Stigma In The Workplace

Stigma is the aura of shame and blame that surrounds people who experience Mental Health Conditions

Myths reinforce Stigma Despite an overwhelming amount of research to the contrary, there are several enduring myths attached to mental health disorders and the people who have them:

Myth – Character Flaw
Many people think that mental health disability is a choice or that people can “decide” to be happy when they are depressed by replacing negative thoughts with positive thoughts or, just “pull themselves up by their bootstraps.”
Fact – Mental illness and addictions are medical illnesses. They can be diagnosed and treated with medication, talk therapy or in combination. The American’s with Disabilities Act (ADA) considers mental and substance disabilities as “legitimate” as physical disabilities.

Myth – Can’t handle stress
Fact – All jobs are stressful to some extent for everyone.
Cognitive behavior therapy (CBT) is just one tool that can be used to help an employee deal with stress on the job. The stress of unemployment is far worse than the stress of employment.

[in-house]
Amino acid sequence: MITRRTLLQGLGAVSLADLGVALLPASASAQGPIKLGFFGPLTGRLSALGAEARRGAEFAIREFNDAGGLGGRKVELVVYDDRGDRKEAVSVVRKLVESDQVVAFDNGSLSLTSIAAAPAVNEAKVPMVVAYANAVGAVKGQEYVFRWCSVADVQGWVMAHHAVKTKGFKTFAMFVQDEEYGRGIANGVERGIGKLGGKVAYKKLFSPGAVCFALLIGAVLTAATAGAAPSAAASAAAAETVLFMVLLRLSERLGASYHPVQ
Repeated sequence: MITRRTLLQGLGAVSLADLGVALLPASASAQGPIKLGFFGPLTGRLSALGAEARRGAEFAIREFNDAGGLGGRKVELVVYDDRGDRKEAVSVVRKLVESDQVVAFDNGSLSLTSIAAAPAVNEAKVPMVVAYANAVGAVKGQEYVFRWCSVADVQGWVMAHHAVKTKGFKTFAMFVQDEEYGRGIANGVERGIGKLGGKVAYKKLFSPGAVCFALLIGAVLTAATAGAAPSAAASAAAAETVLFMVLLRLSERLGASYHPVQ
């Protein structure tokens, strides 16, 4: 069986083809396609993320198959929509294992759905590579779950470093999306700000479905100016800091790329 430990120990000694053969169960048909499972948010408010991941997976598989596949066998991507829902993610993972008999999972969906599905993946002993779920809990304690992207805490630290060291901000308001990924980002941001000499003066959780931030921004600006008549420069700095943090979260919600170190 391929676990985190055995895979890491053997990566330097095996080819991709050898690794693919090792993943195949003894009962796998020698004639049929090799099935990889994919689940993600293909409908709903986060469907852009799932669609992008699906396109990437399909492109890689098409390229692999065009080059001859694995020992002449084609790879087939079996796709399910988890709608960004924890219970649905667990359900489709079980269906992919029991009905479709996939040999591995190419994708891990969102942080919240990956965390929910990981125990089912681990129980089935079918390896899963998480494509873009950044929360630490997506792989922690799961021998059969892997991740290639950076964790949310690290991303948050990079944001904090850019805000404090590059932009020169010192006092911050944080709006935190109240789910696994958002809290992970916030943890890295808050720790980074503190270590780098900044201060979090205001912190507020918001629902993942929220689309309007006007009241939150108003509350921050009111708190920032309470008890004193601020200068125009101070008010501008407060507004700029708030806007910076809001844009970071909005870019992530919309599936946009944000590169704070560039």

Myth – Are unreliable
Fact – Employers who report hiring people who have had their mental health restored through treatment say they are above average in attendance and punctuality and are as motivated if not more as other employees.

Myth – Recovery is not possible
Fact – Long-term studies prove that the majority of people with mental health disorders who seek and maintain treatment show genuine improvement over time and lead stable productive lives.

Myth – They are violent
News reports, movies or entertainment television often portrays or infers that people with mental health disabilities are violent. Or speculate that people who commit violent acts MUST have mental health disorders.
Fact – A scholarly review of research done by Cornell University indicates that “none of the data give any support to the sensationalized caricature of the mentally disordered served up in the media.”